Traces of polio found near Jerusalem
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Traces of polio found near Jerusalem

Health Ministry urges parents to vaccinate unprotected children against deadly virus

Ilan Ben Zion, a reporter at the Associated Press, is a former news editor at The Times of Israel. He holds a Masters degree in Diplomacy from Tel Aviv University and an Honors Bachelors degree from the University of Toronto in Near and Middle Eastern Civilizations, Jewish Studies, and English.

President Shimon Peres (right), watches as a medical worker administers a dose of polio vaccine to a young boy at a clinic in Jerusalem, on Wednesday, August 21, 2013. (photo credit: Flash90)
President Shimon Peres (right), watches as a medical worker administers a dose of polio vaccine to a young boy at a clinic in Jerusalem, on Wednesday, August 21, 2013. (photo credit: Flash90)

Traces of the wild polio virus were detected in Jerusalem’s sewage system, the Health Ministry announced Monday.

The ministry recently launched a national vaccination campaign to prevent contagion after traces of the disease were found in southern Israel. Around 650,000 Israeli children have been administered the vaccine since mid-August.

According to the ministry, the evidence of the virus near the capital indicates “that we have not yet vanquished the virus and emphasizes the immediate need to complete vaccination against polio.”

The ministry has distributed letters to parents nationwide who have not yet vaccinated their children, urging them to ensure their kids receive the medication to prevent the transmission of the disease, Channel 2 reported.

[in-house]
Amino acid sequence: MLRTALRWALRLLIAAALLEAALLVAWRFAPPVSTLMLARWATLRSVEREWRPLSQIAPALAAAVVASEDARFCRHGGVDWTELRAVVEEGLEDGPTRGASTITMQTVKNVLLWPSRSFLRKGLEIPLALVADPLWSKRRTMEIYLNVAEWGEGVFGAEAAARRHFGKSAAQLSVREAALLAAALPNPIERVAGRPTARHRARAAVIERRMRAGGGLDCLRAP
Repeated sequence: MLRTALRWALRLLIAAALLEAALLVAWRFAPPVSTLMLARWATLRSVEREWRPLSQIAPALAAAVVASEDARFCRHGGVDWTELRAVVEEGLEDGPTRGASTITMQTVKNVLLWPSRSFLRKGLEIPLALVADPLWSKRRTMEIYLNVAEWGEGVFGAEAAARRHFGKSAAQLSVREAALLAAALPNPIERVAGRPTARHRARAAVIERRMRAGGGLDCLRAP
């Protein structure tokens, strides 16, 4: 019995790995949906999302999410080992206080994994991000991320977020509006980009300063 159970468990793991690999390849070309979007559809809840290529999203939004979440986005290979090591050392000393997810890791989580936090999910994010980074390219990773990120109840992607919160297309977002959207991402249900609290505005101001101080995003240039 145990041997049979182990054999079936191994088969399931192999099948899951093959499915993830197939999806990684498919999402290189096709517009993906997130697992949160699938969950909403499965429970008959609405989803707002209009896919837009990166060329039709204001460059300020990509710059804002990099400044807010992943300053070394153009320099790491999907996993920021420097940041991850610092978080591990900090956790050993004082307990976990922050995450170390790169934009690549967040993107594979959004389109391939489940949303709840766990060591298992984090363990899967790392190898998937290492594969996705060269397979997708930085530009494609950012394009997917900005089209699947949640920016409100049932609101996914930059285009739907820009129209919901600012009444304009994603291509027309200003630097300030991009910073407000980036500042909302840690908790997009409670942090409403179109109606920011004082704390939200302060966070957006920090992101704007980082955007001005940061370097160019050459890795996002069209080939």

Poliomyelitis is a highly contagious viral infection that attacks the nervous system and causes paralysis or death. Through the 1950s, the disease crippled as many as 35,000 Americans per year, but a public health campaign eliminated the disease in the US by 1979.

The American Centers for Disease Control notes that while “polio has no cure, vaccination is the best way to protect yourself and the only way to stop the disease from spreading.”

In late August, a wild polio virus — which has spread across the country this year — was identified in sewage samples taken in the southern Galilee. According to the Health Ministry, the sample was taken before the launch on August 18 of a nationwide vaccination effort against the virus.

Last month, the High Court of Justice rejected a petition to stop the vaccinations. The petition claimed that, among other things, the proposed solution could be more dangerous than the problem itself.

Yaakov Gurman, director of the Izun Hozer organization, which filed the petition, told The Times of Israel that the risks inherent in the few samples of the wild strain polio virus discovered in several places in Israel could be multiplied many times over once a million kids are given the oral polio vaccine (OPV) — essentially a weakened form of polio which, like most inoculations, introduces the virus and lets the body build up a resistance by developing the antibodies needed to battle a full-on invasion of polio.

New York pediatrician and author Dr. Stuart Ditchek disagreed. “The benefits of using OPV by far outweigh the risks in this scenario, thus the recommendation,” he said.

“The recommendation being implemented in Israel is smart and guided by advisement of the [US] Centers for Disease Control. The group in the lawsuit simply disregards the CDC as an honest adviser,” and thereby risks the public’s health, he said. “There is no documentation scientifically of their concerns.”

David Shamah contributed to this report. 

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